high quality, full service, green printers
based in Horsham, West Sussex
Is your marketing artwork ready for Print?
So you have just had a great new company brochure designed … but will it look just as great when printed?
As a small business owner, you will want to make sure that the money you are investing in to your printed marketing material is money well spent. Although mistakes can happen, we at Foundry Press hope that the following list of the specifications, with explanations, required to complete a print job will be a true source of reference with your next print job to ensure that error is kept to a minimum.
A job name is a working title, such as the name of the brochure (TREND Company Brochure) or publication (Horsham Pages).
The job description goes one step further in naming a job by describing the publication, i.e., booklet, letterhead, envelope, brochure, or newsletter.
The flat size is the dimensions of the finished product prior to ‘make-up’ or binding. For brochures and folders, this is the dimensions prior to folding. For example an A4 company brochure would be 420mm x 297mm flat).
Note: Sizes are always indicated first by width, and then by height.
The finished size is the dimensions of the finished product after binding. For example, the finished size of an A4 company brochure would be 210mm x 297mm.
The page size is a reference for books, magazines, newspapers, and booklets, and refers to the dimensions of a single page.
Note: Often, the finished size and the page size of a book are the same. However, there are occasions when a booklet folds down after it is bound.
The page count refers to the number of pages in a book or booklet. This is not to be confused with the number of sheets in a book. When you lift a single sheet in a book, the front side is a page and the back side is a page. Therefore, a single sheet equals two pages, and the page count will always be an even number.
Note: Don’t forget to count blank sides and unnumbered sides as pages.
The quantity is the number of final copies of a publication that you want printed.
Hint: Plan for contingencies when getting a price quote; ask for plus or minus quantities as well, i.e., 2000, plus or minus 100. This is also known as ‘run-on’
Copy status refers to how you plan to submit your publication for printing. Will you have it on a disk or CD? FTP the file via the Internet? Will you have camera-ready artwork?
Format refers to the desktop publishing program you are using to create your publication. It is possible to use a combination of software programs, such as Photoshop for image manipulation and InDesign for page and text layout.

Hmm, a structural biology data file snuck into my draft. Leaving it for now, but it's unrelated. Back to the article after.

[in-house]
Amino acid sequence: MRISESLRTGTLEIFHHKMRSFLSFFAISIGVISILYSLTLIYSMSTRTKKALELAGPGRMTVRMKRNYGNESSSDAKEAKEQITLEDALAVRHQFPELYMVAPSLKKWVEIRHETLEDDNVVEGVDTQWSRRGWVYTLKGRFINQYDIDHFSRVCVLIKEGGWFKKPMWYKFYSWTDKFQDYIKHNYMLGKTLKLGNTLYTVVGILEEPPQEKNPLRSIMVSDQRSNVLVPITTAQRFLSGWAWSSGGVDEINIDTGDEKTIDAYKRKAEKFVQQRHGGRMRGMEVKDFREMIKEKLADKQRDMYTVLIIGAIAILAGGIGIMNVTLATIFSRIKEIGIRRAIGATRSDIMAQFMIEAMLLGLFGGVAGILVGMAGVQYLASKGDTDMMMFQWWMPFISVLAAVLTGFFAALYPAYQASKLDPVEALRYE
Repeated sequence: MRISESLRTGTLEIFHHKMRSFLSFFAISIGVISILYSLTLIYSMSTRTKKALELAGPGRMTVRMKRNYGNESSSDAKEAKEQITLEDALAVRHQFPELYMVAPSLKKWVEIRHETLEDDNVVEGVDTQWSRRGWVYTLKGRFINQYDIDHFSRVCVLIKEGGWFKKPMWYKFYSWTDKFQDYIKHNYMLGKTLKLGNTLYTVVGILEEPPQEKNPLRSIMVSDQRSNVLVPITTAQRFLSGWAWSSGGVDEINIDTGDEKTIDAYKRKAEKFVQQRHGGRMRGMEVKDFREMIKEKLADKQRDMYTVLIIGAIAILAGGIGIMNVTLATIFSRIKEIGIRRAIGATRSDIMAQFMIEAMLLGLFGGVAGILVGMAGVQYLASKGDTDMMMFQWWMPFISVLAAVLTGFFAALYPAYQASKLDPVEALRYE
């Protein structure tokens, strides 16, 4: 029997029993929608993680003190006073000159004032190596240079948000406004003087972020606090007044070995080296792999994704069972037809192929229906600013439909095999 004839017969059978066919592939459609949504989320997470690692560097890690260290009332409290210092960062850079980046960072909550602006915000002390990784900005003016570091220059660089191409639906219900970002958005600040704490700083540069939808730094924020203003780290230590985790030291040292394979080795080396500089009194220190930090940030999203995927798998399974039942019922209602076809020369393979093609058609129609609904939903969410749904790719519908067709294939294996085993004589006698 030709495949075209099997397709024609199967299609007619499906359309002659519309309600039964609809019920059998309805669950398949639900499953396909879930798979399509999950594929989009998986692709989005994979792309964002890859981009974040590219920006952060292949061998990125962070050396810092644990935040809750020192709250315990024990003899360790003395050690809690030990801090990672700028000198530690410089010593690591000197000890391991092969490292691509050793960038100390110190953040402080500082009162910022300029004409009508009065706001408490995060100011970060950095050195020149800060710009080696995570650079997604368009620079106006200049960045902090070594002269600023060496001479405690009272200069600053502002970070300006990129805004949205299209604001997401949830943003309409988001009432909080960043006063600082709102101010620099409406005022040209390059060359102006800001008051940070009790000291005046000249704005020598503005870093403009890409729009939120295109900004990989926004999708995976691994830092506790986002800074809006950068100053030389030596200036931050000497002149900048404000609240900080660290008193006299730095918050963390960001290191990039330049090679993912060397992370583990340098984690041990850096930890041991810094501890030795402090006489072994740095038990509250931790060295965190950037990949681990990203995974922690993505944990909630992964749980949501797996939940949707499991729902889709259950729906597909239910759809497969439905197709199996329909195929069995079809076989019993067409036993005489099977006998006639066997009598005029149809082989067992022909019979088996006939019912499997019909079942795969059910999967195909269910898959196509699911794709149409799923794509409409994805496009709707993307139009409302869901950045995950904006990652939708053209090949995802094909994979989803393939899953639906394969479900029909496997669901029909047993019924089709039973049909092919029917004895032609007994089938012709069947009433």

Hint: Ask your preferred printer how they would like you to save the data on your file. If possible, when saving your file, also save a copy in a PDF format, which is preferable for many types of printing applications.
Platform refers to hardware: are you working on a Mac or a PC?
When specifying the paper for your publication, make sure to indicate the basis weight, brand, finish, type, and color. If in doubt then feel free to contact us to discuss this further. We are always on hand to help!
Ink indicates what colour (or colours) you want printed on the paper. Depending on the printing process, this could be wet ink or dry ink. Things to keep in mind when choosing ink processes
- Your computer screen creates colors using a combination of red, green, and blue. The final printed product may not have the same hue you see on your computer screen – particularly if the colors were printed in four-color process or PMS spot color
- PMS colors created out of 4-color process or RGB may not match exactly with a pure PMS color
- If you do intend to print in PMS ink colors, make sure that the color you indicate is a spot color and not a CMYK build. Double-check to make sure your color separations are correct
- Letterhead must be printed using laser-compatible PMS wet inks so that they can be imprinted later without damaging the drum on a laser printer
Binding is any finishing done to a publication after the flat sheets are printed. This includes folding, drilling, cutting, trimming, saddle-stitch, corner- or side-stapling, perfect binding, perforating, scoring, embossing, coil binding, etc.
Special concerns denote anything about the design or printing itself that is significant. It is important for your printer to know when the design indicates bleeds, significant solids, images or design elements that jump the gutter of a book, preferred line screens for halftone images, etc.
When the project will be ready to submit to the printer, and when is it due to be finished.
Delivery / Shipping
Where you want your job delivered when it is finished and if there are any special shipping or packaging instructions. Shrink wrap? Quantity per package? Special boxes?
If you would like to discuss your print marketing requirements in more detail, or would like us to help you with the creation and production of your marketing material, whether it be a brochure, catalogue, magazine, leaflet or direct mail campaign, simply send an email to us at email@example.com or call us today on 01403 216120 – Just ask for Bruce!